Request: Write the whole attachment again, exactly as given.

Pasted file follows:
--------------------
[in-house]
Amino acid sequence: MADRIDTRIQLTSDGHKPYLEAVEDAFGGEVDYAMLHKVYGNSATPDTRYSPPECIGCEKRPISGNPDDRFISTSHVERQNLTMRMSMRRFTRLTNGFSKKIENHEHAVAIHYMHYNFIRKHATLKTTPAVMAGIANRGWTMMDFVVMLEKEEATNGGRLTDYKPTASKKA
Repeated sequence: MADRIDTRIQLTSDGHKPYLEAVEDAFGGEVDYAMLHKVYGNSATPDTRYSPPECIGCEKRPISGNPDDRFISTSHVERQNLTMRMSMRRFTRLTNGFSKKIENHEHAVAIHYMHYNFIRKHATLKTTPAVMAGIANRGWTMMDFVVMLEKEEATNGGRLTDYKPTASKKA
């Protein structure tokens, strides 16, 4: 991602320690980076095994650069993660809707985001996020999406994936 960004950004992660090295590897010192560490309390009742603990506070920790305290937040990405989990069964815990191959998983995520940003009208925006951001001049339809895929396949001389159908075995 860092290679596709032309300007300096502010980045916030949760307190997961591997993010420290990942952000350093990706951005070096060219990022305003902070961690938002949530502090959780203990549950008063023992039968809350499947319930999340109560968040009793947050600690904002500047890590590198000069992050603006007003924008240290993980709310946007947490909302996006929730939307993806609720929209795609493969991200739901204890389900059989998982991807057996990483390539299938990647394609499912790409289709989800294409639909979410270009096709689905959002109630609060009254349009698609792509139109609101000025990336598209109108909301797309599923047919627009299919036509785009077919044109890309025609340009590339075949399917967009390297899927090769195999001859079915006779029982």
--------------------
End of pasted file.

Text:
[in-house]
Amino acid sequence: MADRIDTRIQLTSDGHKPYLEAVEDAFGGEVDYAMLHKVYGNSATPDTRYSPPECIGCEKRPISGNPDDRFISTSHVERQNLTMRMSMRRFTRLTNGFSKKIENHEHAVAIHYMHYNFIRKHATLKTTPAVMAGIANRGWTMMDFVVMLEKEEATNGGRLTDYKPTASKKA
Repeated sequence: MADRIDTRIQLTSDGHKPYLEAVEDAFGGEVDYAMLHKVYGNSATPDTRYSPPECIGCEKRPISGNPDDRFISTSHVERQNLTMRMSMRRFTRLTNGFSKKIENHEHAVAIHYMHYNFIRKHATLKTTPAVMAGIANRGWTMMDFVVMLEKEEATNGGRLTDYKPTASKKA
């Protein structure tokens, strides 16, 4: 991602320690980076095994650069993660809707985001996020999406994936 960004950004992660090295590897010192560490309390009742603990506070920790305290937040990405989990069964815990191959998983995520940003009208925006951001001049339809895929396949001389159908075995 860092290679596709032309300007300096502010980045916030949760307190997961591997993010420290990942952000350093990706951005070096060219990022305003902070961690938002949530502090959780203990549950008063023992039968809350499947319930999340109560968040009793947050600690904002500047890590590198000069992050603006007003924008240290993980709310946007947490909302996006929730939307993806609720929209795609493969991200739901204890389900059989998982991807057996990483390539299938990647394609499912790409289709989800294409639909979410270009096709689905959002109630609060009254349009698609792509139109609101000025990336598209109108909301797309599923047919627009299919036509785009077919044109890309025609340009590339075949399917967009390297899927090769195999001859079915006779029982």